By Fred Reish, Partner/Chair, Fiduciary Services, ERISA Team at Drinker Biddle & Reath LLP
The Department of Labor recently issued its agenda for regulatory guidance. Several of the projects will impact retirement plans and particularly 401(k) plans. This email focuses on a DOL project to amend the 408(b)(2) regulation to possibly require that cover service providers furnish a "guide” or similar tool, along with the disclosures. In its description of the project, the DOL states: "A guide or similar requirement may assist fiduciaries, especially fiduciaries to small and medium-sized plans, in identifying and understanding the potentially complex disclosure documents that are provided to them or if the disclosures are located in multiple documents.”
As background, the final 408(b)(2) regulation contain a sample guide. Covered service providers may want to review that part of the regulatory package in order to understand the DOL’s approach. Briefly described, though, that guide would require that, for each mandated disclosure, a covered service provider indicate the section number and page number where the particular disclosure was made. They might be viewed as a one or two page index of exactly where the required information was located. In other words, it is not a summary, but instead a "map”.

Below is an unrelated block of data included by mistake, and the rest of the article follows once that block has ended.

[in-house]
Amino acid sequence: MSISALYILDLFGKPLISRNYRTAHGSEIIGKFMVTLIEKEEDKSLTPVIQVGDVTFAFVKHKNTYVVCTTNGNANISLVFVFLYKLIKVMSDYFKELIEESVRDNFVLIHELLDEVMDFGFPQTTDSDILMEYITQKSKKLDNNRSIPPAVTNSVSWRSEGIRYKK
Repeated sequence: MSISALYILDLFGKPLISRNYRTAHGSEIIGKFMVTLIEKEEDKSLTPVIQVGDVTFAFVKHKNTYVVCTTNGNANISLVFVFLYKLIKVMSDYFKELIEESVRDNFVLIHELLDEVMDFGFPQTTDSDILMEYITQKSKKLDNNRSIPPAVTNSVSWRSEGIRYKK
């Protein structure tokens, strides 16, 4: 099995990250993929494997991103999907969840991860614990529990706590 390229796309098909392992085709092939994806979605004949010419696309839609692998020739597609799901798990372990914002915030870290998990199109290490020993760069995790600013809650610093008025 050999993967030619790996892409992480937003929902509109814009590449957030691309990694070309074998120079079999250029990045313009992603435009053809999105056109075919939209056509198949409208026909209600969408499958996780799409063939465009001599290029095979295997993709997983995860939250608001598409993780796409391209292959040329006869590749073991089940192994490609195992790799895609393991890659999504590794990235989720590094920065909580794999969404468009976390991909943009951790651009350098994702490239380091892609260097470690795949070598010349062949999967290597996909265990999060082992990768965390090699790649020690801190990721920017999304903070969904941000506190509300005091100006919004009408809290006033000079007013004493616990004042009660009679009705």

It appears that the DOL is concerned that—by using multiple disclosure documents or lengthy or complex documents—service providers may have presented the disclosures in a manner that is difficult for plan sponsors to understand. While the guide would likely benefit plan sponsors, it can impose a significant burden on providers who have used multiple documents and/or lengthy documents to make their disclosures. That would be particularly true where the paragraph numbers and/or page numbers can change from plan to plan. That would also be difficult for covered service providers who refer to other documents, such as a mutual fund prospectuses.
Unfortunately, the DOL description of the project does not indicate whether the requirement will be applied only prospectively or whether it would apply retroactively. If I had to guess, it would be that the DOL would make the application prospective…simply because of the cost and burden of the "re-disclosing” to existing plans.
In any event, the guidance will be issued in proposed form and there will be a comment period. At this point, the DOL has indicated that it is targeting a May date for release.
Fred Reish has a new blog: "fredreish.com.” Reish posts recent LinkedIn emails under "Publications” on the blog, along with many other articles of interest, available to download or print.
National Institute of Pension Administrators